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View Poll Results: Are automatic nozzles good or bad?

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  • Yes, I like automatic nozzles

    17 62.96%
  • No, I dislike automatic nozzles

    10 37.04%
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  1. #1
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    Question Automatic nozzles, good or bad?

    Dear Fellow Firefighters,

    I am doing an evaluation on the benifits and disadvantages of using an automatic nozzle. Focusing mainly on the fact that firefighters can no longer tell how much water they are putting out by how good the cone looks, because the nozzle may only be putting out 25 gallons per minute as opposed to 125 gpm. please e mail me with your feelings, good or bad. my email is cyfd@firehousemail.com.

    thanks,
    rory


    Last edited by cyfdfire; 05-01-2002 at 05:48 PM.


  2. #2
    District Chief distchief60b's Avatar
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    Nothign wrong with automatic nozzles.

    Here is what causes you problems:

    >We do not train firefighters how to determine or estiamte the required gpm for extinguishment. So we hear..."need more water"..."too much water"..."give me 25 more"

    >No one does maintenance on nozzles.....It is automatic in relation to flow...not cleaning and maintenance

    >We do not train DPO to pump our lines to the max.....

    There are many different nozzles and since I am a sales rep I can not say which is the best. You have to chose one that works for your department and then teach them how to use it and pump it. It is so simple it is actually DUMB.... You know the nozzle...you know the length of the line....so...you tell your DPO to pump it for the max every time it hits the ground. All the Pump pressures are figured out ahead of time. Then you teach the people operatin the nozzle how to use it....and you put 2+2 together and the automatic nozzle concept is a success.

    USE THE KISS PRINCIPLE....Keep It Simple Stupid
    09-11 .. 343 "All Gave Some..Some Gave ALL" God Bless..R.I.P.
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    IACOJ Minister of Southern Comfort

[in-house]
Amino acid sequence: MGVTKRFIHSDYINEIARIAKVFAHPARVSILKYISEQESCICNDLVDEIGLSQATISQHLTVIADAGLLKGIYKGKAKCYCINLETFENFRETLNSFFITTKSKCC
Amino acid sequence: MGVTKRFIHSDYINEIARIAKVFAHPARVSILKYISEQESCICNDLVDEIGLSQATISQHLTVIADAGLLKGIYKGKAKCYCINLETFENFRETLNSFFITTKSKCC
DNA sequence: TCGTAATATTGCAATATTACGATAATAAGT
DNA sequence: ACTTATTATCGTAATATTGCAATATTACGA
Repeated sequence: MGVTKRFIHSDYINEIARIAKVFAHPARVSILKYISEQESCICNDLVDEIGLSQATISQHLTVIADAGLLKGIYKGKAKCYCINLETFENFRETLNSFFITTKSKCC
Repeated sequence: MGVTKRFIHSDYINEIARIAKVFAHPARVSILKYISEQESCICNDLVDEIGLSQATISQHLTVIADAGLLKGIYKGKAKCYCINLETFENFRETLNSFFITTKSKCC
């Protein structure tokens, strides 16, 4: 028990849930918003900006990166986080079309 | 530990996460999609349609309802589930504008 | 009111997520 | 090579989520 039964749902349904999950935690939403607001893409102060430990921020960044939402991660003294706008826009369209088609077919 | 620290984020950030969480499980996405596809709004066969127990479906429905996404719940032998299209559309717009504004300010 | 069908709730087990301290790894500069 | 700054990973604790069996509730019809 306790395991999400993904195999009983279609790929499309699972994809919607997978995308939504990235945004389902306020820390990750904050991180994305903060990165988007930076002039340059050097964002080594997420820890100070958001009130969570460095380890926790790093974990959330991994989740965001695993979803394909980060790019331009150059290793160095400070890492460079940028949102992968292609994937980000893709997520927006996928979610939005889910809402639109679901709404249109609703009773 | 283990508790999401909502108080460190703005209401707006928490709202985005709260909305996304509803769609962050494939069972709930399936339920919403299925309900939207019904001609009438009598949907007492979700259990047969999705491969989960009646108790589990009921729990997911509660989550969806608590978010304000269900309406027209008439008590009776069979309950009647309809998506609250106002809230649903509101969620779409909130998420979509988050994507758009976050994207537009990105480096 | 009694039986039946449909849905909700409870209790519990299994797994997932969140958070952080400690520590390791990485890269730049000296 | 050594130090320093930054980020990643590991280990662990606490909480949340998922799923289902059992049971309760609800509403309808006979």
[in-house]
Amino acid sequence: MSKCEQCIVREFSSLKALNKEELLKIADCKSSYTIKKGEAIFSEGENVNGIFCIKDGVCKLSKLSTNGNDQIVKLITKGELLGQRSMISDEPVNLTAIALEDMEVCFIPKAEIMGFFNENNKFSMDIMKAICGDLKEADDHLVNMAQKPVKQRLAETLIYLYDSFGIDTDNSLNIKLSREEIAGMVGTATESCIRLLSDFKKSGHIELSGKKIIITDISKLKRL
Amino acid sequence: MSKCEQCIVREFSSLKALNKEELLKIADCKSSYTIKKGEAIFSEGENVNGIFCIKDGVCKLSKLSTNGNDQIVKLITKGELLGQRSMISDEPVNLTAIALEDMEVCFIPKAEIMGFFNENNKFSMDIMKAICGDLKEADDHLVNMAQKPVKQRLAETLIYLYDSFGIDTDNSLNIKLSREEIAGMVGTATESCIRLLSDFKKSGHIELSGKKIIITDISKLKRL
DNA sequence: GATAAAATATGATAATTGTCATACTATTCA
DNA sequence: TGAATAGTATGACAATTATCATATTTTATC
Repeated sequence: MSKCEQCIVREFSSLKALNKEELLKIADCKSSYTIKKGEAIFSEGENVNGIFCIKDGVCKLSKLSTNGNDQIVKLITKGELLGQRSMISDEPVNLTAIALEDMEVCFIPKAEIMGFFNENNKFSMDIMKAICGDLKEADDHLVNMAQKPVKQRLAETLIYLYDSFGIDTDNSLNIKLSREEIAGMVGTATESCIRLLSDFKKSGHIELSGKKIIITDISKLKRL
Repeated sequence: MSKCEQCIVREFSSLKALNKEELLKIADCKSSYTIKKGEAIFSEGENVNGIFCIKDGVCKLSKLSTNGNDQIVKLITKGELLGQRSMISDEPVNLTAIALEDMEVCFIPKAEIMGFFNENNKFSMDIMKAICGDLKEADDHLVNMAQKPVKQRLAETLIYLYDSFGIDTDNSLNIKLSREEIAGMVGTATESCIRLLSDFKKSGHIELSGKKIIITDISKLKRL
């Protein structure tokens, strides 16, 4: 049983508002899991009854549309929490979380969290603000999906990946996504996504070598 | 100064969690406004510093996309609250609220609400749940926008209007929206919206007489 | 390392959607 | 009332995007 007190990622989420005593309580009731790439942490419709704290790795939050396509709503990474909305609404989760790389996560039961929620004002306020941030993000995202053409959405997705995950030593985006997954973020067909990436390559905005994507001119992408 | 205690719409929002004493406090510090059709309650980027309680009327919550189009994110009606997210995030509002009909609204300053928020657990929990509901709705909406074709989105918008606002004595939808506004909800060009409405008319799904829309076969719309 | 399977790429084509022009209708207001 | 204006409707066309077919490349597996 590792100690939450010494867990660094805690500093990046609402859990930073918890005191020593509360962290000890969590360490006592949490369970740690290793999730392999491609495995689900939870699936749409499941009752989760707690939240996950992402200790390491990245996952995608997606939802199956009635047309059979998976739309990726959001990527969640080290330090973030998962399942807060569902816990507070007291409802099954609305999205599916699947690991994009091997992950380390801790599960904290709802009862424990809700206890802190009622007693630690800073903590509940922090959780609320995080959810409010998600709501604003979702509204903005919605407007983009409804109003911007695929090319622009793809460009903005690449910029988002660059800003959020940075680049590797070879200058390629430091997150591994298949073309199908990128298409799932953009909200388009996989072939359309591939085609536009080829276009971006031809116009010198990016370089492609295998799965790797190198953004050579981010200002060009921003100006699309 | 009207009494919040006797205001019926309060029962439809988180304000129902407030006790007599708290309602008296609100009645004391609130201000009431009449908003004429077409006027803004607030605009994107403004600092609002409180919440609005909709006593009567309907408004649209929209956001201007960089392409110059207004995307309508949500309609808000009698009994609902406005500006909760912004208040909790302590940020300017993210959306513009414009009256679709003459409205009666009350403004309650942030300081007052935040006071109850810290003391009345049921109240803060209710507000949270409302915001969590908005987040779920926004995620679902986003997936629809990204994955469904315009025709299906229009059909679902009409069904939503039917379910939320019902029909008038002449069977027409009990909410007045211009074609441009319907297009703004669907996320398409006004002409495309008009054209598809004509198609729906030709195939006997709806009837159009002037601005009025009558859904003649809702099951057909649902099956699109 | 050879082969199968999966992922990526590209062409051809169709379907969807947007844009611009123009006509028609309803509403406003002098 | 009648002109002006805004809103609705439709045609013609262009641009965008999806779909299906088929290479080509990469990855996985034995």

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    The comments, opinions, and positions expressed here are mine. They are expressed respectfully, in the spirit of safety and progress. They do not reflect the opinions or positions of my employer or my department.

  3. #3
    Forum Member Bones42's Avatar
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    It is so simple it is actually DUMB.... You know the nozzle...you know the length of the line....so...you tell your DPO to pump it for the max every time it hits the ground. All the Pump pressures are figured out ahead of time
    Just recently went through this process again as we have some newer pump operators. You can't beat a simple system, crosslays are always the same lenght, same nozzle, why have to think about it? Leave the thinking for when you pull 2 1/2" deadlays that can vary in length, and it still is not that hard.

    We use automatics on our 1 3/4" and smootbore on 2 1/2". The automatics have performed as well as smoothbore in our drill/test and they offer a few more options.

    Try it, train with it, if it works for you in your situation, use it.

  4. #4
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    Ditto Bones

  5. #5
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    this is a pump operator problem not a automatic nozzle problem. If a smooth bore tip is under pumped and is interior it may also be deceiving since the compartments in the structure will not allow for a fully projected stream. How big are most rooms? My coments are not choosing sides just expressing a fact.

  6. #6
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    >It is so simple it is actually DUMB.... You know the nozzle...you know the length of the line....so...you tell your DPO to pump it for the max every time it hits the ground.>

    Well from one nozzle salesman to another I would like to point out why that is the wrong thing to do in my opinion UNLESS many other things are addressed.

    I can tell you that over the last two weeks on the road and covering over 6500 miles I have not seen but 1 automatic nozzle that was performing the way it was supposed to yet the departments were using them just as you recommend. So what’s the challenge?

    I weigh 225 lbs and when I look at the directions on an aspirin bottle it tells me I should only take two tablets at a time over a 4-hour period. It doesn’t ask how much I weigh or what my metabolism is. Its simply a generic statement that ensures the 90 year old grandmother that weighs 100lbs ringing wet doesn’t take to many aspirin. So what does this have to do with automatic nozzles?

    The salesman tells you to pump to the max flow every time and control what you want with the bail and as long as you do your maintenance the recommended twice a year, things will be great. Sounds great right?

    This type of recommendation is generic at best because it doesn’t take into the consideration as to how often the nozzle gets used, what type of water you have (Hard or Soft) high calcium content in the water or sandy pond water that you draft from not to mention how often you use foam though them.